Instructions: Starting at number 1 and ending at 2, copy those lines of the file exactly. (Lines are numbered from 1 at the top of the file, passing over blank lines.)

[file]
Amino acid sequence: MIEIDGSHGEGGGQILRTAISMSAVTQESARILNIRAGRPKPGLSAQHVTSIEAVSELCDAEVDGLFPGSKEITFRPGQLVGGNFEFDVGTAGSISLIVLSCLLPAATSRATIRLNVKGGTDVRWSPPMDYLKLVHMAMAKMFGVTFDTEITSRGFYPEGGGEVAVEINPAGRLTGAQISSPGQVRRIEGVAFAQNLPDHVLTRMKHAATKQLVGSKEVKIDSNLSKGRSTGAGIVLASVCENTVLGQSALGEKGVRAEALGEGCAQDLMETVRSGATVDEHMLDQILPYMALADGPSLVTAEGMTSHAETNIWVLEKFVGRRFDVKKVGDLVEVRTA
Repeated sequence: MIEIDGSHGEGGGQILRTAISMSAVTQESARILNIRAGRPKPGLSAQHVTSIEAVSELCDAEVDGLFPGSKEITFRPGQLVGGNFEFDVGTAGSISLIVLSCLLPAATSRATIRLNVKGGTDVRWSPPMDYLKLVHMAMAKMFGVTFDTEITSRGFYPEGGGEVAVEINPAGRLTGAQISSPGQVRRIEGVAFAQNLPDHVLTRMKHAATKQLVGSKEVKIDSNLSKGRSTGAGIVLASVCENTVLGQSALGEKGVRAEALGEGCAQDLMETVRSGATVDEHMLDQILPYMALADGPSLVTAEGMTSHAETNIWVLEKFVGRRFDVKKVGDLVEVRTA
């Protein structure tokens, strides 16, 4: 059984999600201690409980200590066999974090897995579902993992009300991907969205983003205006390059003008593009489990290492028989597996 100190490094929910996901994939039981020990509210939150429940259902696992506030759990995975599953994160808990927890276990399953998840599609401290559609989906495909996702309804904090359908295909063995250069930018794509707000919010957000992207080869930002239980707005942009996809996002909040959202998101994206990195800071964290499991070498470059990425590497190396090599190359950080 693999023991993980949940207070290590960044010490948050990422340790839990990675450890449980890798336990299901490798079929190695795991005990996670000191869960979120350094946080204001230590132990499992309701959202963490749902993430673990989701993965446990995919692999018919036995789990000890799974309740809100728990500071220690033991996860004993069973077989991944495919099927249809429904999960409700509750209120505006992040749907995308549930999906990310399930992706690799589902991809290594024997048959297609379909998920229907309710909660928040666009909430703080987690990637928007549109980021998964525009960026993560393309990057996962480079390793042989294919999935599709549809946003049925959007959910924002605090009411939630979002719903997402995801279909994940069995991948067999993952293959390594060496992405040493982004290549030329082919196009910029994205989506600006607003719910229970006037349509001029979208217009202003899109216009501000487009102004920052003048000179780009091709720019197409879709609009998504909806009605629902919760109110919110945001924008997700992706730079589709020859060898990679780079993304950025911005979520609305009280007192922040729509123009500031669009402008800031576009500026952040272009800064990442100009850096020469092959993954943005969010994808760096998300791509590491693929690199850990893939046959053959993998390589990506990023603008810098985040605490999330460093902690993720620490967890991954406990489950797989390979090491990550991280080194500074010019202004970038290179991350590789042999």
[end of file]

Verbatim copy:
Amino acid sequence: MIEIDGSHGEGGGQILRTAISMSAVTQESARILNIRAGRPKPGLSAQHVTSIEAVSELCDAEVDGLFPGSKEITFRPGQLVGGNFEFDVGTAGSISLIVLSCLLPAATSRATIRLNVKGGTDVRWSPPMDYLKLVHMAMAKMFGVTFDTEITSRGFYPEGGGEVAVEINPAGRLTGAQISSPGQVRRIEGVAFAQNLPDHVLTRMKHAATKQLVGSKEVKIDSNLSKGRSTGAGIVLASVCENTVLGQSALGEKGVRAEALGEGCAQDLMETVRSGATVDEHMLDQILPYMALADGPSLVTAEGMTSHAETNIWVLEKFVGRRFDVKKVGDLVEVRTA
Repeated sequence: MIEIDGSHGEGGGQILRTAISMSAVTQESARILNIRAGRPKPGLSAQHVTSIEAVSELCDAEVDGLFPGSKEITFRPGQLVGGNFEFDVGTAGSISLIVLSCLLPAATSRATIRLNVKGGTDVRWSPPMDYLKLVHMAMAKMFGVTFDTEITSRGFYPEGGGEVAVEINPAGRLTGAQISSPGQVRRIEGVAFAQNLPDHVLTRMKHAATKQLVGSKEVKIDSNLSKGRSTGAGIVLASVCENTVLGQSALGEKGVRAEALGEGCAQDLMETVRSGATVDEHMLDQILPYMALADGPSLVTAEGMTSHAETNIWVLEKFVGRRFDVKKVGDLVEVRTA